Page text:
The task at hand is to sustain the course of critical thinking that could not possibly embrace Biden. Voting for Biden is voting for the very foundation of a political culture that has a whole platoon of Trumps and Bidens waiting to surface. If we choose between Trump and Biden today, next time we will have to choose between Ivanka Trump and Chelsea Clinton. This vicious cycle can only come to an end through a sustained and uncompromising course of critical thinking against the very grain of this political culture that demonises the Black Lives Matter uprising, celebrates neo-Nazis, and canonises Hillary Clinton and Biden as God-given salvation against this murderous banality.
It was Barack Obama's speech that sealed my decision to never vote for Biden. Up until then, I was thinking to myself that a vote for Biden is not actually a vote for him, but a vote against Trump, alongside other such tall tales and poor excuses. But when Obama took to the podium and began to get emotional and pleaded for people to go and vote for Biden, right there and then, I decided it would be obscene of me to do so, especially with this hypocritical con man on his side.
Every time Obama starts choking up, I remember him crying in public for children who have fallen victim to gun violence in the US, just before going back to his Oval Office to send even more arms to Israel with which to slaughter Palestinian children, or sell them to Saudi Arabia and the United Arab Emirates to kill more Yemeni children. Are Palestinian and Yemeni children not children? Every single human being stands for the entirety of our humanity. How could this coward be so openly cruel and callous when it comes to children in Yemen, Palestine, Afghanistan and beyond, and still pretend to care deeply about America's children?
Biden is even worse than Obama in his die-hard Zionism - in his support for the apartheid state of Israel, in his categorical disregard for Palestinians. Voting for Biden means excusing all the times in the past he helped arm Israel to murder Palestinians. Voting for him means, should he become the next president, siding with him every time he signs - and he will undoubtedly sign many - a new arms deal to support Israel and its murderous tyranny.
Why would any decent human being want to do anything like that? Yes, Trump is an American monster but so is Biden. People like me have no candidate in this election.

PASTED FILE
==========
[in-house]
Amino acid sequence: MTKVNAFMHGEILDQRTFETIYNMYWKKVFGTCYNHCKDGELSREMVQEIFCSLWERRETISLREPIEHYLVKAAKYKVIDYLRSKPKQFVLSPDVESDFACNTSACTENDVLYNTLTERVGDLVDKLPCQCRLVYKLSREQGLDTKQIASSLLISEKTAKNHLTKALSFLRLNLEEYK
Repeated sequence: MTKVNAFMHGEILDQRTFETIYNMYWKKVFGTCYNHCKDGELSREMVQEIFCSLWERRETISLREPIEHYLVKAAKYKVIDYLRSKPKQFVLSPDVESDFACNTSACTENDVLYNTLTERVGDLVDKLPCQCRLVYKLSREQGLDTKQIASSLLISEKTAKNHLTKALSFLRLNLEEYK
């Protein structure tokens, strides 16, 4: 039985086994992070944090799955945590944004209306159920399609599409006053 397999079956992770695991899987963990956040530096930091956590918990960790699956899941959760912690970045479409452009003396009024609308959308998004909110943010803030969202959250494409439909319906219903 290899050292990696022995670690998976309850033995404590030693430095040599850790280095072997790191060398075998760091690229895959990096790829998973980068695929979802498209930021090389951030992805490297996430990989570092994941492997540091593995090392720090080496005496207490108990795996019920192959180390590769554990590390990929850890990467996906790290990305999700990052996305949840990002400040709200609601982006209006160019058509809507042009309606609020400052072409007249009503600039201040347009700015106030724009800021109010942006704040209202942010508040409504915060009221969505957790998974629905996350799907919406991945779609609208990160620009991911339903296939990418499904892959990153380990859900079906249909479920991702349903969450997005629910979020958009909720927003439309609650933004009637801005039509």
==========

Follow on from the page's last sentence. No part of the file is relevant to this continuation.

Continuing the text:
If your decision on how to use your vote this election is not to vote, that's your decision. It's your vote and if no one appeals to you, that's your business.
But we should note that there are many other candidates. Howie Hawkins is running on the Green Party ticket, Gloria La Riva on the Party for Socialism and Liberation ticket, Joseph Kishore on the Socialist Equality Party ticket and Jo Jorgesen is running on the Libertarian Party ticket.
There are others running -- there's a pedophile running, for example. We won't name him and we won't mention his campaign but the charges against him -- despite claims in his WIKIPEDIA account -- were not disproved. His chief supporter these days is Akon. Rapper and influencer Kanye West will be on some ballots. He and his running mate Michelle Tidball have qualified to be on the ballot in 11 states and are attempting ballot access in three more.
And, of course, there's loser and hypocrite Dario Hunter who will be on the ballot in two states -- Oregon and Colorado. Lazy ass Dario wanted to be gifted with the Green Party's presidential nomination and he was so lazy that he couldn't even Tweet daily or even twice a week -- the same with FACEBOOK posts. Third parties get very little media attention, they have to generate interest in their own campaigns. Dario refused to do so. When he lost the nomination to Howie Hawkins -- whose campaign Tweeted multiple times a day throughout the primaries, put out statements, put out policy plans, etc -- Dario couldn't accept reality.
So he went on any podcast or program that would have him and insisted there was a conspiracy to prevent him from getting the nomination and the conspiracy was carried out by Dr. Margaret Flowers and her husband Kevin Zeese. Kevin just passed away. Dario who spent the bulk of July and August spreading vicious lies about Kevin and Margaret immediately took to Twitter to offer his sympathies. No, Dario, it's not that easy. You're a piece of garbage trash. Before that Tweet, I thought you were just lazy and little bit nuts, now I grasp you're also a whorish hypocrite. David Swanson wrote about Kevin here and Kat remembered him here. ANTIWAR.COM notes, "Antiwar.com carried many of Kevin’s articles over the years, view his archives. Scott Horton interviewed Kevin many times, listen here." Howie Hawkins' campaign issued the following:
FOR IMMEDIATE RELEASE
September 6, 2020
FOR FURTHER INFORMATION
Robert Smith, Robert@HowieHawkins.us
Andrea Merida, Andrea@HowieHawkins.us
Hawkins Press Secretary and Activist, Kevin Zeese Has Passed Away